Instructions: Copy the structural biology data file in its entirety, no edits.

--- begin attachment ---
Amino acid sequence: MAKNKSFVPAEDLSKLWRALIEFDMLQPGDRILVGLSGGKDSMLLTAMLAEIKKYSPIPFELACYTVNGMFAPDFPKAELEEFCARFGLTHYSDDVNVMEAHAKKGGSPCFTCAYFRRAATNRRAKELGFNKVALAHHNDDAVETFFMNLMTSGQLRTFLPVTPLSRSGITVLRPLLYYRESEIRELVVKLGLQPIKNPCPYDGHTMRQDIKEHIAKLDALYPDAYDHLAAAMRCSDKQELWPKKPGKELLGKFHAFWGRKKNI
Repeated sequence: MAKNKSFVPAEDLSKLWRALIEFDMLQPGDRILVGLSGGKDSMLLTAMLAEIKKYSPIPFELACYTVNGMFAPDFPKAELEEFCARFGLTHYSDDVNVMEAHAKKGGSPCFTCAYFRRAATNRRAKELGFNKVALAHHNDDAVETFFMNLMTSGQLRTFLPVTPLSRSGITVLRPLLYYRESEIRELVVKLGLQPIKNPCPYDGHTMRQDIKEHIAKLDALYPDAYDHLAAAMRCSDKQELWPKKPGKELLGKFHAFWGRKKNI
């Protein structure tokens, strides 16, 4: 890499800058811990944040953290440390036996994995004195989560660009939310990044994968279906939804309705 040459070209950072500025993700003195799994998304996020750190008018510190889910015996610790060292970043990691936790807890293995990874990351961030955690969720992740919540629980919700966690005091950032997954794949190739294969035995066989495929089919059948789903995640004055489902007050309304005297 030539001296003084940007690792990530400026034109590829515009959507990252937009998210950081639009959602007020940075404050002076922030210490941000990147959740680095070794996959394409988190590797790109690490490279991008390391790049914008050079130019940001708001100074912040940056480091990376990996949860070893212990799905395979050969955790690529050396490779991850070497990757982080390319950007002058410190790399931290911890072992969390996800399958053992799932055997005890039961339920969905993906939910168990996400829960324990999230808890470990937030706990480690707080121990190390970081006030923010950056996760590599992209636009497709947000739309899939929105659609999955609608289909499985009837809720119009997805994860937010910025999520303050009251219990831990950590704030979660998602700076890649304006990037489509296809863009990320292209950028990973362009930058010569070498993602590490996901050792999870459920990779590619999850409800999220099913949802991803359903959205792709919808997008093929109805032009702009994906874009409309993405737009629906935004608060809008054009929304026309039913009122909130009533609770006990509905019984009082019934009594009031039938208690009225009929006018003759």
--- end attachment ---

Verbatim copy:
Amino acid sequence: MAKNKSFVPAEDLSKLWRALIEFDMLQPGDRILVGLSGGKDSMLLTAMLAEIKKYSPIPFELACYTVNGMFAPDFPKAELEEFCARFGLTHYSDDVNVMEAHAKKGGSPCFTCAYFRRAATNRRAKELGFNKVALAHHNDDAVETFFMNLMTSGQLRTFLPVTPLSRSGITVLRPLLYYRESEIRELVVKLGLQPIKNPCPYDGHTMRQDIKEHIAKLDALYPDAYDHLAAAMRCSDKQELWPKKPGKELLGKFHAFWGRKKNI
Repeated sequence: MAKNKSFVPAEDLSKLWRALIEFDMLQPGDRILVGLSGGKDSMLLTAMLAEIKKYSPIPFELACYTVNGMFAPDFPKAELEEFCARFGLTHYSDDVNVMEAHAKKGGSPCFTCAYFRRAATNRRAKELGFNKVALAHHNDDAVETFFMNLMTSGQLRTFLPVTPLSRSGITVLRPLLYYRESEIRELVVKLGLQPIKNPCPYDGHTMRQDIKEHIAKLDALYPDAYDHLAAAMRCSDKQELWPKKPGKELLGKFHAFWGRKKNI
């Protein structure tokens, strides 16, 4: 890499800058811990944040953290440390036996994995004195989560660009939310990044994968279906939804309705 040459070209950072500025993700003195799994998304996020750190008018510190889910015996610790060292970043990691936790807890293995990874990351961030955690969720992740919540629980919700966690005091950032997954794949190739294969035995066989495929089919059948789903995640004055489902007050309304005297 030539001296003084940007690792990530400026034109590829515009959507990252937009998210950081639009959602007020940075404050002076922030210490941000990147959740680095070794996959394409988190590797790109690490490279991008390391790049914008050079130019940001708001100074912040940056480091990376990996949860070893212990799905395979050969955790690529050396490779991850070497990757982080390319950007002058410190790399931290911890072992969390996800399958053992799932055997005890039961339920969905993906939910168990996400829960324990999230808890470990937030706990480690707080121990190390970081006030923010950056996760590599992209636009497709947000739309899939929105659609999955609608289909499985009837809720119009997805994860937010910025999520303050009251219990831990950590704030979660998602700076890649304006990037489509296809863009990320292209950028990973362009930058010569070498993602590490996901050792999870459920990779590619999850409800999220099913949802991803359903959205792709919808997008093929109805032009702009994906874009409309993405737009629906935004608060809008054009929304026309039913009122909130009533609770006990509905019984009082019934009594009031039938208690009225009929006018003759």